Musician Rufus Harley did the people of Scotland a great favor when he took up the bagpipes. Like the Loch Ness Monster and haggis, outside its country of origin, the national instrument has evolved into a hackneyed punchline.
What better, more unexpected ambassador for its expanded possibilities than a certified American jazz cat?
Politician and former Miss America Bess Myerson’s opening question feels a bit impolitic from a 50 year remove:
Is it how well you play it that’s unusual?
“Yes, definitely,” Harley agrees.
Having quickly sussed out that the instrument in question is a woodwind, the panel cycles through a list of candidates - flute?
Once they start batting around saxophones, Allen issues a brisk corrective:
He wouldn’t be here tonight if he, you know, just played the saxophone and that was his secret because that wouldn’t be too good a secret.
Something tells me a white guy in a suit and a tie would have elicited less wonder from the panel upon the revelation that the instrument they failed to guess was the bagpipes.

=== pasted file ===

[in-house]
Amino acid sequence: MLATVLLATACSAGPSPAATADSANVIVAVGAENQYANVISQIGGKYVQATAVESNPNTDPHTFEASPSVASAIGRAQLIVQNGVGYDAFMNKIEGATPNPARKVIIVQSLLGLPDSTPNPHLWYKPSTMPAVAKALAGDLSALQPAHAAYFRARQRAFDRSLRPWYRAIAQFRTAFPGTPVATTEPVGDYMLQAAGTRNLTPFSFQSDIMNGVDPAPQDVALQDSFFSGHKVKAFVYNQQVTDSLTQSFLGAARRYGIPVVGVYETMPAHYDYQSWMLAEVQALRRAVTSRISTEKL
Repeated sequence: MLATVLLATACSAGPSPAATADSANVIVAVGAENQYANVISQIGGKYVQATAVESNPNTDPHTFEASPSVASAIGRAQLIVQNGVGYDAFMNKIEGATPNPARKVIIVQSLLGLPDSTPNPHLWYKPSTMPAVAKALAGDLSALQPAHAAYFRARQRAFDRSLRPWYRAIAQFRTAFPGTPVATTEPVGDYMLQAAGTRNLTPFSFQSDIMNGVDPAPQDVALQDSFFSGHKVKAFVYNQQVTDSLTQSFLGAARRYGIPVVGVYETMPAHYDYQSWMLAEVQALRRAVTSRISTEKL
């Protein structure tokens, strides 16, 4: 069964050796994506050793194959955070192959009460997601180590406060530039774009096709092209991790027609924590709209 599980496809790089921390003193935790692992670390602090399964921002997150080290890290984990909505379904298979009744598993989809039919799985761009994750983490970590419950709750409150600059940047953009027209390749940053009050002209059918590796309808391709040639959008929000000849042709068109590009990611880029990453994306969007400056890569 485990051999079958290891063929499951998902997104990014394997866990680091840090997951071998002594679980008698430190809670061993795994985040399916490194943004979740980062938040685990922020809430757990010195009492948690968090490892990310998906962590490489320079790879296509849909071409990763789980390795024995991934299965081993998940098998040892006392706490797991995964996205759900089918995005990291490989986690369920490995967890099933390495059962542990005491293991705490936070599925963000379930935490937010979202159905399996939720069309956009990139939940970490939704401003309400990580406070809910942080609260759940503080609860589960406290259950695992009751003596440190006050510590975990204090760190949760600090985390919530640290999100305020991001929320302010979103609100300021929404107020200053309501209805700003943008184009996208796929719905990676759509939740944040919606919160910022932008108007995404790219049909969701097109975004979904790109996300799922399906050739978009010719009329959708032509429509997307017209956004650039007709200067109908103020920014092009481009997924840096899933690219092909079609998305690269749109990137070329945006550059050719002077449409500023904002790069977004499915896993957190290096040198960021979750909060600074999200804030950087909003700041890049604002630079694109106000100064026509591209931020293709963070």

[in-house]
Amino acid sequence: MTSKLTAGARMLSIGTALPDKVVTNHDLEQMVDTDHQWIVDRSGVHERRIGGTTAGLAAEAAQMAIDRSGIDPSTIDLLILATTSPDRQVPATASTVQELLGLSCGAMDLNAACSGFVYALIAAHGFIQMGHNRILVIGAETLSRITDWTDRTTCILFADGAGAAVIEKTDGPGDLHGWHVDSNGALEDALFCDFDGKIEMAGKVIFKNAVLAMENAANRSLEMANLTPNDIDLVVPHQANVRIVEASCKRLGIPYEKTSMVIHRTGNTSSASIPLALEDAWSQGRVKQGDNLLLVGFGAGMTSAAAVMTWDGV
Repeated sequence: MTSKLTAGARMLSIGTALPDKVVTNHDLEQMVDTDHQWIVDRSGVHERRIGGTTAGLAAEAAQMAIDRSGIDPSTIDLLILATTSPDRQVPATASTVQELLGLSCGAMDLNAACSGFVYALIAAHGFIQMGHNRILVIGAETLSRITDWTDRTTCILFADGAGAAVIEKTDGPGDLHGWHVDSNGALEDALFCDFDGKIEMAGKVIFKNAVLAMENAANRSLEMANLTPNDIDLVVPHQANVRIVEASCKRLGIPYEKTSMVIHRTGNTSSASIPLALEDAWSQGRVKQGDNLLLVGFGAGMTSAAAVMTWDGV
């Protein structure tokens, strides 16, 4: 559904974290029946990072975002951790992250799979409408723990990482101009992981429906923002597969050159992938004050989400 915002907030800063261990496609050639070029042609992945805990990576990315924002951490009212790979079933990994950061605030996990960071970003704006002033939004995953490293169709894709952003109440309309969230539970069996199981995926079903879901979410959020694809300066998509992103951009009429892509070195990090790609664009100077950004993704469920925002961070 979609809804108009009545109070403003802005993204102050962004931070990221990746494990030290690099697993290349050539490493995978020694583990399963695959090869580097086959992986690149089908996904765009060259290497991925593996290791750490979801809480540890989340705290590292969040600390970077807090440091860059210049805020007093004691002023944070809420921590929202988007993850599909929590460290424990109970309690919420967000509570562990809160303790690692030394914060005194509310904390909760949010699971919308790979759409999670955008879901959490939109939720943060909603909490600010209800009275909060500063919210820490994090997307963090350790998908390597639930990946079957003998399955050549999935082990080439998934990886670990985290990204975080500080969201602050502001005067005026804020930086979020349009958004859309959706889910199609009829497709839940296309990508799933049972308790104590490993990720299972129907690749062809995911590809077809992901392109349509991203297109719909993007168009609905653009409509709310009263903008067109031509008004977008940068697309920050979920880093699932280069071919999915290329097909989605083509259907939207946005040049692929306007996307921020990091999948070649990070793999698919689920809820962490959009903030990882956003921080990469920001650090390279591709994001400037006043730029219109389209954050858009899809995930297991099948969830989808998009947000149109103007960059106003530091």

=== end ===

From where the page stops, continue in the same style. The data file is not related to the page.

On the other hand, here is a person of color commanding attention and respect on national television in 1966, two days after the Black Panther Party was officially founded.
Harley had had professional training in the saxophone, oboe, trumpet and flute, but as a bagpiper he was self-taught. As the comments on the video above demonstrate, his unorthodox handling of the instrument continues to confound more traditional pipers. No matter. The sounds he coaxed out of that thing are unlike anything you’re likely to hear on the bonny, bonny banks of Loch Lomond.
At the end of the segment, Harley joined his back up musicians onstage for a live, Latin-inflected cover of "Feeling Good.”